I just started reading Ayn Rand’s The Fountainhead, a marvel of a book on architecture without compromise:

What can be done with one substance must never be done with another. No two materials are alike. No two sites on earth are alike. No two buildings have the same purpose. The purpose, the site, the material determine the shape. Nothing can be reasonable or beautiful unless it’s made by one central idea, and the idea sets every detail. A building is alive, like a man. Its integrity is to follow its own truth, its one single theme, and to serve its own single purpose.

And this passage made me think of Media-TIC, a building which I pass by often, and which still amazes me, because it clearly shows that “it’s alive”, changing its appearance throughout the day, and following the sun like a kind of an abstract giant sunflower. Imagine a building that can breathe, and expand according to the sun in order to maintain a comfortable interior environment without wasting energy. Well, that’s Media-TIC.

A 38-metre high cube with four different facades, two of them covered in inflatable cushions – the work of Enric Ruiz Geli, of Cloud 9 architects, Media-TIC building opened in 2010 as a hub for companies working in the field and for technology-related events and meetings – TIC stands for technologies of innovation and communication.

A contemporary building allowing complex facade designs: we are building the Digital La Pedrera in the 22@Barcelona.

The design of the building focused on optimizing the structure and the energetic efficiency and the result – an almost floating from the ground cube with striking design, expresses these ideas.

Media-TIC is designed to optimize energy use. The south-east oriented facade, receiving six hours of sun daily, is a mosaic of convex and concave triangular cushions, filled with layers of inflatable polymer – ETFE or ethylene tetrafluoroethylene, act as a variable sunscreen, opening in winter to gain solar energy, and closing in summer to protect and shade. The same solution can be found for instance in Beijing’s Water Cube, built for the 2008 Olympics.

When inflated or deflated, the EFTE layers of Media-TIC make the facade transparent or opaque, minimizing light and heat at times of maximum sunlight. The climatic system of the building is able to manage the movement of air around the entire facade, ensuring energy efficiency.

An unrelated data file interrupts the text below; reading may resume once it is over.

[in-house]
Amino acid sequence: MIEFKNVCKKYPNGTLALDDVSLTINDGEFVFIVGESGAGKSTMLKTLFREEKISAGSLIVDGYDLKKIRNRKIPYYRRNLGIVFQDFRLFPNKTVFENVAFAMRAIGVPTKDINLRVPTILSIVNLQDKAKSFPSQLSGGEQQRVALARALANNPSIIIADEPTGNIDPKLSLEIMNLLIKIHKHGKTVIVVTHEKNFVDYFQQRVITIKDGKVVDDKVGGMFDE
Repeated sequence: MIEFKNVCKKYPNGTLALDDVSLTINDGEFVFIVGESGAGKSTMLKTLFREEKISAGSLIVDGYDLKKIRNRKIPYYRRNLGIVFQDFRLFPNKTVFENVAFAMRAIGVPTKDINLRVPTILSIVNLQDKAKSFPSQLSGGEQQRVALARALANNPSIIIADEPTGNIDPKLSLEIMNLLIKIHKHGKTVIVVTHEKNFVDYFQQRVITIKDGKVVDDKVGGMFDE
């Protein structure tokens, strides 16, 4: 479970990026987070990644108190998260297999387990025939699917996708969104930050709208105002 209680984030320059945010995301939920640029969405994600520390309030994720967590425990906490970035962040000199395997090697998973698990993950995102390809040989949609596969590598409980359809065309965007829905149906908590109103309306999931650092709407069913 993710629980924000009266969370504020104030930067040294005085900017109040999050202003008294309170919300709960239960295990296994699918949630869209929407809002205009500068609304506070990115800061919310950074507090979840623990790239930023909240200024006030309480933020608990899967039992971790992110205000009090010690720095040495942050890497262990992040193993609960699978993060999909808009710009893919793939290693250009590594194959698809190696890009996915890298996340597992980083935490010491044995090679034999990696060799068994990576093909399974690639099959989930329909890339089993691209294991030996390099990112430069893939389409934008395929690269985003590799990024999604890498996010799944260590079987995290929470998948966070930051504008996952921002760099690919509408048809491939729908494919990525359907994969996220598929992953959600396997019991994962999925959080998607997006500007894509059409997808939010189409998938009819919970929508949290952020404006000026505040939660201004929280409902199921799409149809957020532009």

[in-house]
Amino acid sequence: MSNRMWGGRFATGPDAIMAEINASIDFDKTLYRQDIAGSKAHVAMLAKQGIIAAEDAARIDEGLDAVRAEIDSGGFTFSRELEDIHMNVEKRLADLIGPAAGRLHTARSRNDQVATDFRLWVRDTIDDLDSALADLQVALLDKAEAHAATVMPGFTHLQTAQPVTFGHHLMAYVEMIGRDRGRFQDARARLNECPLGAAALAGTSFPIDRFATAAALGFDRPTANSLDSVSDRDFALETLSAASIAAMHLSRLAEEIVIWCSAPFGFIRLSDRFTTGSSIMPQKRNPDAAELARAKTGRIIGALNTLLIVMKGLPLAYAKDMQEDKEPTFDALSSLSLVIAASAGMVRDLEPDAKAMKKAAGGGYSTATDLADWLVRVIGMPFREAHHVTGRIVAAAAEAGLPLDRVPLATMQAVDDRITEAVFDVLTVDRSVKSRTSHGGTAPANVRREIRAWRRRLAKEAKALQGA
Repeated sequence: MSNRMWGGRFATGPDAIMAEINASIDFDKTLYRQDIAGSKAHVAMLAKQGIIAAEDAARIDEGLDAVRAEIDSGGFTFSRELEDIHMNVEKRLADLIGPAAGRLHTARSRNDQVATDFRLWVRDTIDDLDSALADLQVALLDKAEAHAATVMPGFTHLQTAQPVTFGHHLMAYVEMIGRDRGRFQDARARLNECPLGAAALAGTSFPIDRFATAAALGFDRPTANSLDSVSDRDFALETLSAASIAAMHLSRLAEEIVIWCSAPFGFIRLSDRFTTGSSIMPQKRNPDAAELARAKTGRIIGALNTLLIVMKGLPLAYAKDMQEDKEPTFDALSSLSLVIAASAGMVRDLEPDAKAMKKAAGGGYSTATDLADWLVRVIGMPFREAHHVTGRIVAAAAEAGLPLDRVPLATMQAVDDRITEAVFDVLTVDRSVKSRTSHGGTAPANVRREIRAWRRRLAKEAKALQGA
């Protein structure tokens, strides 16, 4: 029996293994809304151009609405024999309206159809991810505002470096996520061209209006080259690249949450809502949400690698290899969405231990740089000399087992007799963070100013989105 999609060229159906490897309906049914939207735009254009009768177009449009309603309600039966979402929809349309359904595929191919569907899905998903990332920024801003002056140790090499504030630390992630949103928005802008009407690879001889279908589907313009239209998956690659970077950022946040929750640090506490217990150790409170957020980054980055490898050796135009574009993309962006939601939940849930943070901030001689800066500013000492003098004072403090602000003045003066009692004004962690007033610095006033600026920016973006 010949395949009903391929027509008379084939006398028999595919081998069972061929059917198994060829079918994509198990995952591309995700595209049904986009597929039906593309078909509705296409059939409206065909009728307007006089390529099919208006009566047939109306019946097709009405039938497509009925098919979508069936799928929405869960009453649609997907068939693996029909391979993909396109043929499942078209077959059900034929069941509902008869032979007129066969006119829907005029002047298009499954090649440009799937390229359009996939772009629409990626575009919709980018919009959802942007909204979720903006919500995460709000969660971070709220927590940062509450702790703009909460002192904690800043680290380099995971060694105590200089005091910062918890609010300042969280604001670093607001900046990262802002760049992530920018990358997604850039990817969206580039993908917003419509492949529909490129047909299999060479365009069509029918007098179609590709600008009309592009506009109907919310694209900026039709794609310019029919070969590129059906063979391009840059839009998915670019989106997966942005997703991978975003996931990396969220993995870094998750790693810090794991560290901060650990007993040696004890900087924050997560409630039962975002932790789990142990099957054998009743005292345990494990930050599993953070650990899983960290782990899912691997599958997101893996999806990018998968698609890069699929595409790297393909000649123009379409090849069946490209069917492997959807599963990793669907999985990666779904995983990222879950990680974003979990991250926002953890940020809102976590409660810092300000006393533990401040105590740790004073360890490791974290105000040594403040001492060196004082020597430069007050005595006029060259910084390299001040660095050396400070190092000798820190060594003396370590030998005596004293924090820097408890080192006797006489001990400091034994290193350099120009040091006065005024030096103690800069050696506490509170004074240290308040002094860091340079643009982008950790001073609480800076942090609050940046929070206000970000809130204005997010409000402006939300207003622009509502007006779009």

In the south-west facade, also receiving six hours of sunlight daily, nitrogen-based fog is added to the cushions. When heated by sun, nitrogen increases the opacity. The cushions are translucent so by night the building radiates the interior light.

Both the facades and office spaces are equipped with multiple temperature sensors, humidity or pressure that collect exterior information to adjust the interior conditions. Furthermore, the roof of the Media-TIC houses a photovoltaic cover and a natural garden area. Rainwater is collected in a tank to maximize use of the building’s wastewater circuits. The structure is designed so that the public space on the ground floor, and the office spaces, enjoy maximum of spatial flexibility. The metallic braced piles which sustain the building are placed at 14 metres distance and in the areas of auxiliary spaces or around the circulations.

Media-TIC was named World Building of the Year 2011 at the World Architecture Festival, the largest global celebration of architecture.

Sources: Ruiz Geli + Cloud 9 architects| IAAC | Designbuild Network | Archdaily (ES) | Architen (on ETFE) |

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